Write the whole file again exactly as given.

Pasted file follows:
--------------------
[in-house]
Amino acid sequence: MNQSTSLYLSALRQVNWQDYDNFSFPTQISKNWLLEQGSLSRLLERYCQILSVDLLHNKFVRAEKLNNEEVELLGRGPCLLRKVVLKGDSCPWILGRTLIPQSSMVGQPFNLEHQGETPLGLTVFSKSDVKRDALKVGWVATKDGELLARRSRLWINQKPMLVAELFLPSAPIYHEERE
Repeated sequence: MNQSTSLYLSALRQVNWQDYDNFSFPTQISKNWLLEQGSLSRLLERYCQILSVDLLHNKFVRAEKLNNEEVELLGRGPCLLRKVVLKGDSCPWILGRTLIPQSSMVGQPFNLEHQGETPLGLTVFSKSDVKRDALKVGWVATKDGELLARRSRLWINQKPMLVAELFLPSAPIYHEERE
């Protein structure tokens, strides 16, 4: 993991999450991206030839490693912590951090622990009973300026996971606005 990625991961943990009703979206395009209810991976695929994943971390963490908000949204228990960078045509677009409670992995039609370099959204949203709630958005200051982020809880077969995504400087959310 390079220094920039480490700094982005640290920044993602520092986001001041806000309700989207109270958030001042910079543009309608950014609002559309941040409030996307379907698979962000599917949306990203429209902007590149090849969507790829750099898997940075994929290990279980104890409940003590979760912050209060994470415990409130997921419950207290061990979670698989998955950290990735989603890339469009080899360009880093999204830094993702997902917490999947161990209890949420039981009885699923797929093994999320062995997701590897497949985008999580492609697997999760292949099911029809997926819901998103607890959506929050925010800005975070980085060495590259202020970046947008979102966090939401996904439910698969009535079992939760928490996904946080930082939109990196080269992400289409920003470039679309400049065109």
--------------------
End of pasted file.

[in-house]
Amino acid sequence: MNQSTSLYLSALRQVNWQDYDNFSFPTQISKNWLLEQGSLSRLLERYCQILSVDLLHNKFVRAEKLNNEEVELLGRGPCLLRKVVLKGDSCPWILGRTLIPQSSMVGQPFNLEHQGETPLGLTVFSKSDVKRDALKVGWVATKDGELLARRSRLWINQKPMLVAELFLPSAPIYHEERE
Repeated sequence: MNQSTSLYLSALRQVNWQDYDNFSFPTQISKNWLLEQGSLSRLLERYCQILSVDLLHNKFVRAEKLNNEEVELLGRGPCLLRKVVLKGDSCPWILGRTLIPQSSMVGQPFNLEHQGETPLGLTVFSKSDVKRDALKVGWVATKDGELLARRSRLWINQKPMLVAELFLPSAPIYHEERE
């Protein structure tokens, strides 16, 4: 993991999450991206030839490693912590951090622990009973300026996971606005 990625991961943990009703979206395009209810991976695929994943971390963490908000949204228990960078045509677009409670992995039609370099959204949203709630958005200051982020809880077969995504400087959310 390079220094920039480490700094982005640290920044993602520092986001001041806000309700989207109270958030001042910079543009309608950014609002559309941040409030996307379907698979962000599917949306990203429209902007590149090849969507790829750099898997940075994929290990279980104890409940003590979760912050209060994470415990409130997921419950207290061990979670698989998955950290990735989603890339469009080899360009880093999204830094993702997902917490999947161990209890949420039981009885699923797929093994999320062995997701590897497949985008999580492609697997999760292949099911029809997926819901998103607890959506929050925010800005975070980085060495590259202020970046947008979102966090939401996904439910698969009535079992939760928490996904946080930082939109990196080269992400289409920003470039679309400049065109």